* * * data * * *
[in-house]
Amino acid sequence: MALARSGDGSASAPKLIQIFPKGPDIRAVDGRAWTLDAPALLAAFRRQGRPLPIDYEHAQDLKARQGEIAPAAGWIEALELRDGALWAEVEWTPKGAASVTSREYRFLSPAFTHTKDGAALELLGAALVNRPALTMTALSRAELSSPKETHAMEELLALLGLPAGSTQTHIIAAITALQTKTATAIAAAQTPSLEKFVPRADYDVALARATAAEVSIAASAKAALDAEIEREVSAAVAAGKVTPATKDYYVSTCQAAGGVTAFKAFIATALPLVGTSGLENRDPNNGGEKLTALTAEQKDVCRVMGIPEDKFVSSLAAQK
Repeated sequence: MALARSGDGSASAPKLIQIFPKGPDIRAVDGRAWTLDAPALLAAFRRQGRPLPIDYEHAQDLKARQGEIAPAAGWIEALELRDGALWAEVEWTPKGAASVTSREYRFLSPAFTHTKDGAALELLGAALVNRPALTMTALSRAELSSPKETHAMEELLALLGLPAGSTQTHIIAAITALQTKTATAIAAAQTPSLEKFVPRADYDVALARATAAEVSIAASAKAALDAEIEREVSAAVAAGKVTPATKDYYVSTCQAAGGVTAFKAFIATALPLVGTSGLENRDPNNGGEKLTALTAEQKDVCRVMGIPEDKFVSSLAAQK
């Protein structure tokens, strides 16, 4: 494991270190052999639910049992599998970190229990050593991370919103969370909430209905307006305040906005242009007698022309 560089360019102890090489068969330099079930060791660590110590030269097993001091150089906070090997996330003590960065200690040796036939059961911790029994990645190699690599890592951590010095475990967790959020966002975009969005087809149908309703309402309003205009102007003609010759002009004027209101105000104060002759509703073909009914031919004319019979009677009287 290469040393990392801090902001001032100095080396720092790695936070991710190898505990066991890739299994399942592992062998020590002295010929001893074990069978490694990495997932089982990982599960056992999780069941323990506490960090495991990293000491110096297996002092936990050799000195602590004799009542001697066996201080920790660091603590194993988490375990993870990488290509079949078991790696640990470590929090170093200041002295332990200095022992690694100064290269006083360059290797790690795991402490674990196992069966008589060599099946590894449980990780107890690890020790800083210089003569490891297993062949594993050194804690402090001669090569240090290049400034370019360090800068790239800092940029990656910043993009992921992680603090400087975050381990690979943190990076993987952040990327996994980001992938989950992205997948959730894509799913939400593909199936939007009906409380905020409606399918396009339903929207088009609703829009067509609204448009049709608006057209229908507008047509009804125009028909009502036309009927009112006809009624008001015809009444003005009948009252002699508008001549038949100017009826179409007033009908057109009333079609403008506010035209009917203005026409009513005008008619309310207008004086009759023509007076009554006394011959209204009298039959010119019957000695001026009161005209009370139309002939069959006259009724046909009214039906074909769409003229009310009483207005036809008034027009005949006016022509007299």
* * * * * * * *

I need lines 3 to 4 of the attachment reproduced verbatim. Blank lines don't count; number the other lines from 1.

Repeated sequence: MALARSGDGSASAPKLIQIFPKGPDIRAVDGRAWTLDAPALLAAFRRQGRPLPIDYEHAQDLKARQGEIAPAAGWIEALELRDGALWAEVEWTPKGAASVTSREYRFLSPAFTHTKDGAALELLGAALVNRPALTMTALSRAELSSPKETHAMEELLALLGLPAGSTQTHIIAAITALQTKTATAIAAAQTPSLEKFVPRADYDVALARATAAEVSIAASAKAALDAEIEREVSAAVAAGKVTPATKDYYVSTCQAAGGVTAFKAFIATALPLVGTSGLENRDPNNGGEKLTALTAEQKDVCRVMGIPEDKFVSSLAAQK
């Protein structure tokens, strides 16, 4: 494991270190052999639910049992599998970190229990050593991370919103969370909430209905307006305040906005242009007698022309 560089360019102890090489068969330099079930060791660590110590030269097993001091150089906070090997996330003590960065200690040796036939059961911790029994990645190699690599890592951590010095475990967790959020966002975009969005087809149908309703309402309003205009102007003609010759002009004027209101105000104060002759509703073909009914031919004319019979009677009287 290469040393990392801090902001001032100095080396720092790695936070991710190898505990066991890739299994399942592992062998020590002295010929001893074990069978490694990495997932089982990982599960056992999780069941323990506490960090495991990293000491110096297996002092936990050799000195602590004799009542001697066996201080920790660091603590194993988490375990993870990488290509079949078991790696640990470590929090170093200041002295332990200095022992690694100064290269006083360059290797790690795991402490674990196992069966008589060599099946590894449980990780107890690890020790800083210089003569490891297993062949594993050194804690402090001669090569240090290049400034370019360090800068790239800092940029990656910043993009992921992680603090400087975050381990690979943190990076993987952040990327996994980001992938989950992205997948959730894509799913939400593909199936939007009906409380905020409606399918396009339903929207088009609703829009067509609204448009049709608006057209229908507008047509009804125009028909009502036309009927009112006809009624008001015809009444003005009948009252002699508008001549038949100017009826179409007033009908057109009333079609403008506010035209009917203005026409009513005008008619309310207008004086009759023509007076009554006394011959209204009298039959010119019957000695001026009161005209009370139309002939069959006259009724046909009214039906074909769409003229009310009483207005036809008034027009005949006016022509007299």